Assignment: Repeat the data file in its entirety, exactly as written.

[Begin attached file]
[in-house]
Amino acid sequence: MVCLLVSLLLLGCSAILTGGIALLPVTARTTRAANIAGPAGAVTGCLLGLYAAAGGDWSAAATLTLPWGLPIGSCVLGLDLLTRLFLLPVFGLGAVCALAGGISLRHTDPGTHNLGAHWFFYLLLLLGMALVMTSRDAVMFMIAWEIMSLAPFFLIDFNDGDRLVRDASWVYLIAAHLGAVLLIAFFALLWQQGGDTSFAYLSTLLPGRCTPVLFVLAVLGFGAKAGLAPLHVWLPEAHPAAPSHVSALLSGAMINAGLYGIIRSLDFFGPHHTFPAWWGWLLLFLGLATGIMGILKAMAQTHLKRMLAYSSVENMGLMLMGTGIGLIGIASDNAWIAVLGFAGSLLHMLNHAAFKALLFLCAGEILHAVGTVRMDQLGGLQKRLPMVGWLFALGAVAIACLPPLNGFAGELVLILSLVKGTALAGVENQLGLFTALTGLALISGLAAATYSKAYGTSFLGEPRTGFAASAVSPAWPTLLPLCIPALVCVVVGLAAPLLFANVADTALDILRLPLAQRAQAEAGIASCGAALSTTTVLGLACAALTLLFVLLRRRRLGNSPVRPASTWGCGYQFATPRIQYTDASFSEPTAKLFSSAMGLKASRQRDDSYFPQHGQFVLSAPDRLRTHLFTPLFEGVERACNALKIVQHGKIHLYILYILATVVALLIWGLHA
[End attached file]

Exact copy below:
[in-house]
Amino acid sequence: MVCLLVSLLLLGCSAILTGGIALLPVTARTTRAANIAGPAGAVTGCLLGLYAAAGGDWSAAATLTLPWGLPIGSCVLGLDLLTRLFLLPVFGLGAVCALAGGISLRHTDPGTHNLGAHWFFYLLLLLGMALVMTSRDAVMFMIAWEIMSLAPFFLIDFNDGDRLVRDASWVYLIAAHLGAVLLIAFFALLWQQGGDTSFAYLSTLLPGRCTPVLFVLAVLGFGAKAGLAPLHVWLPEAHPAAPSHVSALLSGAMINAGLYGIIRSLDFFGPHHTFPAWWGWLLLFLGLATGIMGILKAMAQTHLKRMLAYSSVENMGLMLMGTGIGLIGIASDNAWIAVLGFAGSLLHMLNHAAFKALLFLCAGEILHAVGTVRMDQLGGLQKRLPMVGWLFALGAVAIACLPPLNGFAGELVLILSLVKGTALAGVENQLGLFTALTGLALISGLAAATYSKAYGTSFLGEPRTGFAASAVSPAWPTLLPLCIPALVCVVVGLAAPLLFANVADTALDILRLPLAQRAQAEAGIASCGAALSTTTVLGLACAALTLLFVLLRRRRLGNSPVRPASTWGCGYQFATPRIQYTDASFSEPTAKLFSSAMGLKASRQRDDSYFPQHGQFVLSAPDRLRTHLFTPLFEGVERACNALKIVQHGKIHLYILYILATVVALLIWGLHA